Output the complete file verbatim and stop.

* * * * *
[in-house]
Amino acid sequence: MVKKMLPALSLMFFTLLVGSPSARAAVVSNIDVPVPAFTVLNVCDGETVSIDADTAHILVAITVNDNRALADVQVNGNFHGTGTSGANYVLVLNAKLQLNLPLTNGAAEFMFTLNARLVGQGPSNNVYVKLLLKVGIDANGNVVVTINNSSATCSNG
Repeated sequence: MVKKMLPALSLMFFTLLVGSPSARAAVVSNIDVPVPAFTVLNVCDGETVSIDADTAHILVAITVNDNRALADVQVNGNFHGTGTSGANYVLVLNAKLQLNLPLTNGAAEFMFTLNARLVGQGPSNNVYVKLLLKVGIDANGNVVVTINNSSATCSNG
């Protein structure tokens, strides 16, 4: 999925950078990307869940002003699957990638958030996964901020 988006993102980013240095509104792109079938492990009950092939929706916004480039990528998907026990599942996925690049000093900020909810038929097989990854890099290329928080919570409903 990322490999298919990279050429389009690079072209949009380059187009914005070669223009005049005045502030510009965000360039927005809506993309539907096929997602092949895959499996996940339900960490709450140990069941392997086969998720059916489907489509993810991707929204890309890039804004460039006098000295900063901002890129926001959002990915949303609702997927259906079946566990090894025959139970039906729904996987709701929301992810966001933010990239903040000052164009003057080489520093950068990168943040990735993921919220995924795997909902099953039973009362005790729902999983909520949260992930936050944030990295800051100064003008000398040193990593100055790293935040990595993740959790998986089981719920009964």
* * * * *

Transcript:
[in-house]
Amino acid sequence: MVKKMLPALSLMFFTLLVGSPSARAAVVSNIDVPVPAFTVLNVCDGETVSIDADTAHILVAITVNDNRALADVQVNGNFHGTGTSGANYVLVLNAKLQLNLPLTNGAAEFMFTLNARLVGQGPSNNVYVKLLLKVGIDANGNVVVTINNSSATCSNG
Repeated sequence: MVKKMLPALSLMFFTLLVGSPSARAAVVSNIDVPVPAFTVLNVCDGETVSIDADTAHILVAITVNDNRALADVQVNGNFHGTGTSGANYVLVLNAKLQLNLPLTNGAAEFMFTLNARLVGQGPSNNVYVKLLLKVGIDANGNVVVTINNSSATCSNG
């Protein structure tokens, strides 16, 4: 999925950078990307869940002003699957990638958030996964901020 988006993102980013240095509104792109079938492990009950092939929706916004480039990528998907026990599942996925690049000093900020909810038929097989990854890099290329928080919570409903 990322490999298919990279050429389009690079072209949009380059187009914005070669223009005049005045502030510009965000360039927005809506993309539907096929997602092949895959499996996940339900960490709450140990069941392997086969998720059916489907489509993810991707929204890309890039804004460039006098000295900063901002890129926001959002990915949303609702997927259906079946566990090894025959139970039906729904996987709701929301992810966001933010990239903040000052164009003057080489520093950068990168943040990735993921919220995924795997909902099953039973009362005790729902999983909520949260992930936050944030990295800051100064003008000398040193990593100055790293935040990595993740959790998986089981719920009964």